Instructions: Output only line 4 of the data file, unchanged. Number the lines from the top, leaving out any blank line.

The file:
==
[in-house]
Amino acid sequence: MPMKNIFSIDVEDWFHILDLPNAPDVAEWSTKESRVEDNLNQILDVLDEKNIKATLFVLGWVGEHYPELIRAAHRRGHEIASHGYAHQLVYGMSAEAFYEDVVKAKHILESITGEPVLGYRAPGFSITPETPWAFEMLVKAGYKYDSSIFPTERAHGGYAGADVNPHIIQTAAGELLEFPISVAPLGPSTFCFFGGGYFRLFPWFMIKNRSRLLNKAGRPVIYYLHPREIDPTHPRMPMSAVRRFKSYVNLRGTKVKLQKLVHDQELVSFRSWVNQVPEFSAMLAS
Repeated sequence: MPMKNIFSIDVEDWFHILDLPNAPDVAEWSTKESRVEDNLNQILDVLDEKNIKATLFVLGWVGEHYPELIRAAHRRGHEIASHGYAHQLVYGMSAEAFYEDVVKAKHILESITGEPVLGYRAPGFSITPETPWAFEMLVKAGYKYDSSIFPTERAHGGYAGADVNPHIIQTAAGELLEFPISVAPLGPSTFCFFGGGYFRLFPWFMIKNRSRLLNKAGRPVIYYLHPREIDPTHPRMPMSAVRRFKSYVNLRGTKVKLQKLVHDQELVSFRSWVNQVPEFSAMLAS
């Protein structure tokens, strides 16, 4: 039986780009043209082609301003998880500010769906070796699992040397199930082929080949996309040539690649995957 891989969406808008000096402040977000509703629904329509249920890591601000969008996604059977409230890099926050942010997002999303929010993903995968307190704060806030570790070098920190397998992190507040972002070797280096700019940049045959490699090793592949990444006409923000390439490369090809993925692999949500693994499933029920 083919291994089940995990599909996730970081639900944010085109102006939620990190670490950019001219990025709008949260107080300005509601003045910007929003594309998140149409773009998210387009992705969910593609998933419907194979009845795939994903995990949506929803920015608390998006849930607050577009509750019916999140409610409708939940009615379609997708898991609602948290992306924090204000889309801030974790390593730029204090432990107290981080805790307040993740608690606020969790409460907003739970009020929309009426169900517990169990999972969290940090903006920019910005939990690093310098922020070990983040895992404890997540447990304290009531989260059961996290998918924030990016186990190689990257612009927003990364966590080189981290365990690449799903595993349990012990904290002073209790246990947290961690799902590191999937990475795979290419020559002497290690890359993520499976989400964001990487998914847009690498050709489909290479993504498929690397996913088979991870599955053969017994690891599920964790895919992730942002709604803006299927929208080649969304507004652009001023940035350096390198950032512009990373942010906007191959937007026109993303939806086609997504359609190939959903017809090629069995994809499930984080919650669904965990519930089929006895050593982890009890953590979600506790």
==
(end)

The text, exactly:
């Protein structure tokens, strides 16, 4: 039986780009043209082609301003998880500010769906070796699992040397199930082929080949996309040539690649995957 891989969406808008000096402040977000509703629904329509249920890591601000969008996604059977409230890099926050942010997002999303929010993903995968307190704060806030570790070098920190397998992190507040972002070797280096700019940049045959490699090793592949990444006409923000390439490369090809993925692999949500693994499933029920 083919291994089940995990599909996730970081639900944010085109102006939620990190670490950019001219990025709008949260107080300005509601003045910007929003594309998140149409773009998210387009992705969910593609998933419907194979009845795939994903995990949506929803920015608390998006849930607050577009509750019916999140409610409708939940009615379609997708898991609602948290992306924090204000889309801030974790390593730029204090432990107290981080805790307040993740608690606020969790409460907003739970009020929309009426169900517990169990999972969290940090903006920019910005939990690093310098922020070990983040895992404890997540447990304290009531989260059961996290998918924030990016186990190689990257612009927003990364966590080189981290365990690449799903595993349990012990904290002073209790246990947290961690799902590191999937990475795979290419020559002497290690890359993520499976989400964001990487998914847009690498050709489909290479993504498929690397996913088979991870599955053969017994690891599920964790895919992730942002709604803006299927929208080649969304507004652009001023940035350096390198950032512009990373942010906007191959937007026109993303939806086609997504359609190939959903017809090629069995994809499930984080919650669904965990519930089929006895050593982890009890953590979600506790």